Running a Shop Leadership How To Lead Strategy+Planning

Off to a Good Start

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The Big Idea_0717

Whether you're a morning person or a night owl, there really is no substitute for getting off to a good start every day, both personally and professionally. Let’s take a quick look at both of those.

On the personal front, it is important to develop a cluster of habits that give you energy and not just sap your energy. Stephen Covey wrote about this a long time ago and coined the phrase in his succinct chapter on self care with the phrase “sharpen the saw.” He drew that from the old adage about trying to chop with a dull axe and its diminishing return as the blade becomes duller. On the flip side, if you take a few minutes to sharpen the saw, the return on that small investment saves a lot of time and effort in the long run.

There are four major categories where it’s important to sharpen the saw and developing a morning routine that hits all four can be a powerful way to start the day:

  1. Physical. What is something you can do first thing in the morning to get your blood flowing? Maybe it’s a short walk or simply taking some deep breaths. Or perhaps, if you’re like me, you need to stretch your muscles. Find something that returns energy to you and doesn’t simply deplete it.
  2. Mental. Our minds are like muscles and they, too, need to be stretched if they are going to work long term. For me, this looks like reading something for 10-15 minutes that gets me thinking—so not the newspaper or social media! Those things have their place but the goal here is to stretch your thinking a bit. Perhaps there’s a challenge you’re facing at your shop and you want some expert advice. There’s no better—or less expensive—way to get advice than the price of a good book! I’ve really been enjoying listening to audiobooks on my morning commute lately through an app on my phone called Audible.
  3. Relational. Who can you connect with and encourage through a short email that expresses gratitude? Or perhaps you’re more old school and like the pen-and-paper route. No matter how you do it, taking those few minutes to encourage someone else and express gratitude will not only make their day, it will make yours, too!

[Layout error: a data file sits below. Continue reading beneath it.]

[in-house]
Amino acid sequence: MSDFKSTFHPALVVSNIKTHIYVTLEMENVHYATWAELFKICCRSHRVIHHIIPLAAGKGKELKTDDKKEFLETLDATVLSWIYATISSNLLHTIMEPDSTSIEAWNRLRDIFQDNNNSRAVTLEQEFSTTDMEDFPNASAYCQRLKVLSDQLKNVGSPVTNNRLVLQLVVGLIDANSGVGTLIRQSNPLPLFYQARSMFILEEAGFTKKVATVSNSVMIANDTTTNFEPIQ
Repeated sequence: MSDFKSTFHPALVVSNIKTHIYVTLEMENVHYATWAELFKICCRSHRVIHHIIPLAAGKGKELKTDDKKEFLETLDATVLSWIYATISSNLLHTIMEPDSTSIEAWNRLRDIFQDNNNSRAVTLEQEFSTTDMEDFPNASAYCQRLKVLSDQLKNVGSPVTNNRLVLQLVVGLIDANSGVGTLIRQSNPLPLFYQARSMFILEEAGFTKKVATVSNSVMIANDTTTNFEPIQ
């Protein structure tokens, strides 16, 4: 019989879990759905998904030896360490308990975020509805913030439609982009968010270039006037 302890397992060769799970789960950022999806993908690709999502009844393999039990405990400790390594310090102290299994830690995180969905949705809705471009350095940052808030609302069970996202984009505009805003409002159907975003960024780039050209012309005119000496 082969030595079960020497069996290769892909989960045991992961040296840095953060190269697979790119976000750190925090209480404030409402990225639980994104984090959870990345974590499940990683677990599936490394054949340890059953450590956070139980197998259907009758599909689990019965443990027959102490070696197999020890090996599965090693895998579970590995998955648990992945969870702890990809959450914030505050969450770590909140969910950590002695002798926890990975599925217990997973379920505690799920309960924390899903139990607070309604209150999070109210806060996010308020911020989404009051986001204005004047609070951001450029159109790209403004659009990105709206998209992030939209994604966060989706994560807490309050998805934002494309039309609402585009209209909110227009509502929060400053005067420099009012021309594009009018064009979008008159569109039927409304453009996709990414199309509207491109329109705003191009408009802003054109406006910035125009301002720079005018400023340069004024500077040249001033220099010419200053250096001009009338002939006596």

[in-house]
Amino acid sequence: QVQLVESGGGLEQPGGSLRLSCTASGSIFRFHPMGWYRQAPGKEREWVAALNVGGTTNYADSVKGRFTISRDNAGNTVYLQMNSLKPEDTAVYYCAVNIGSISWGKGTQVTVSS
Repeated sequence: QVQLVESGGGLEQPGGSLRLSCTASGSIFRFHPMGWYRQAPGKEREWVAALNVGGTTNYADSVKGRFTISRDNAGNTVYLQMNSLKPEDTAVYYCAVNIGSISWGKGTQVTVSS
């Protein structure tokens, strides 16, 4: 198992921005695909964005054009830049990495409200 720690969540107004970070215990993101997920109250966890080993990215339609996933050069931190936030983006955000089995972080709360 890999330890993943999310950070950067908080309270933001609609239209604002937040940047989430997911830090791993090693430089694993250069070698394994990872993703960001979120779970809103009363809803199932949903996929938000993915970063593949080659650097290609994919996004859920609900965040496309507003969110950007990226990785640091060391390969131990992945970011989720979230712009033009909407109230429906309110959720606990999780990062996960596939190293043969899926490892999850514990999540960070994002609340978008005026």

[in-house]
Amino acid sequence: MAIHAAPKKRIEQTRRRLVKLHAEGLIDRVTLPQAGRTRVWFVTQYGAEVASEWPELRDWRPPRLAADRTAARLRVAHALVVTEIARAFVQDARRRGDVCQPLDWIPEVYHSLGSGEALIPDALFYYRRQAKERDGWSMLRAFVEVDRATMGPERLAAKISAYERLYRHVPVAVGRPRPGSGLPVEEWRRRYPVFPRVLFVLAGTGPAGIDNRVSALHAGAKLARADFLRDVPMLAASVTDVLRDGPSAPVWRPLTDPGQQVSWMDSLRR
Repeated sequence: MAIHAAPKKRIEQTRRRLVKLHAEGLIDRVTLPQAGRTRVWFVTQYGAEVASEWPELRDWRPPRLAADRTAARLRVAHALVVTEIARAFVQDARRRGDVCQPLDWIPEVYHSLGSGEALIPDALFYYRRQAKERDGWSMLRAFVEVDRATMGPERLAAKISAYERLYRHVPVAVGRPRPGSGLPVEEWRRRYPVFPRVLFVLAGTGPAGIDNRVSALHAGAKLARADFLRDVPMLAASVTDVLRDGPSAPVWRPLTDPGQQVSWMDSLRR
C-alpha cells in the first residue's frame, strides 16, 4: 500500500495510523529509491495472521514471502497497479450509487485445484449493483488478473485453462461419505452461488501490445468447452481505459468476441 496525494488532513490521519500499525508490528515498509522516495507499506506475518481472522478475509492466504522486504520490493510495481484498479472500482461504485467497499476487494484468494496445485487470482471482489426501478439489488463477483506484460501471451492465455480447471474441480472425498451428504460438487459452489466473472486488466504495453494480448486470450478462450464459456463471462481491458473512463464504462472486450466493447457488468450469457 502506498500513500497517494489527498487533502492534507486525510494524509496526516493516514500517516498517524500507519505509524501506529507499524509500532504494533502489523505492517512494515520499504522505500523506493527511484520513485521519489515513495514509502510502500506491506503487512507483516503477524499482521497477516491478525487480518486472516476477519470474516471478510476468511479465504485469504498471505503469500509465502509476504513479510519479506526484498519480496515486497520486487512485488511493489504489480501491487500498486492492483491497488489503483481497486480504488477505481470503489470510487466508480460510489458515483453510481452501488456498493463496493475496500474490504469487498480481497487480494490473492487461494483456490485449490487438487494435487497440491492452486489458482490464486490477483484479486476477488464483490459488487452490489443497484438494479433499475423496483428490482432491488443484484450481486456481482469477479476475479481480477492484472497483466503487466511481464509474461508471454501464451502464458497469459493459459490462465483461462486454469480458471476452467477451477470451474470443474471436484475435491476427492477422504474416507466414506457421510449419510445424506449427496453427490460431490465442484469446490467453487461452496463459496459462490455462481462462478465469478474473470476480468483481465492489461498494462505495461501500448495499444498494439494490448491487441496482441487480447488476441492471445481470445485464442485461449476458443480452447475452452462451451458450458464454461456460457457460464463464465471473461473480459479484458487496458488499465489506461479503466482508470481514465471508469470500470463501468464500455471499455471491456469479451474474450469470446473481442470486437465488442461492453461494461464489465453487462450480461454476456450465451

4. Spiritual. Connecting spiritually can be something as simple as sitting in silence for a few minutes or reading a sacred text and praying. Of course, this one will vary from person to person based on personal beliefs. But what is important here is connecting with something (or someone) beyond yourself. At a minimum, reviewing core values and your vision of what your life could be like is important.


Now, professionally. I recently interviewed someone for a manager’s position in one of my shops and I asked them, “What are the first five things you do every morning after getting to the shop?” This question tells me a lot about their understanding and ability to lead a shop. I really liked the answer he gave and it gave me a sense that he knew what he was doing. I know many of us like to think that we have developed the best, most innovative way to lead a shop, but really, it comes back to executing consistently on some fundamentals. Those fundamentals are fairly consistent across all successful shops, with some variation based on local circumstances and the leader’s personality.

Here are my “first five.” I’d love to hear yours, as well!

  1. Print and go over the roster of every job in the shop by talking to each body tech individually. Some like to do this part as a team and both have advantages. This tells me where every car is in the process, if there are parts or sublets needed, and what’s heading to paint or detail.
  2. Meet with the paint department and build a paint board of cars that need to be painted that day. This can be a little predictive based on what the body techs tell me they will be sending over to paint that day.
  3. Build a delivery board based on all the input I’ve gotten from the above that is visible to all managers, CSRs and detailers. This board operates as a road map for the day. These are the cars we want to deliver and drives a focus on getting these cars out the door on this day.
  4. Meet with managers and estimators briefly to go over results for previous day and week, or even month to date. This is a short meeting and a quick way to know if we’re winning or losing against the measures and goals we currently have for touch time, revenue and closing ratio. This is also an opportunity to discuss any jobs that might be off track or need some special attention.
  5. Respond to any urgent emails. This might be a customer concern or one of our referrals partners needing something.

Creating these grooves in our day, both personally and professionally, ensures that we are consistently getting to the important work of taking care of ourselves and running an efficient operation. I’ve also found that on the days I do these basic things really well, the rest of the day tends to go much smoother.

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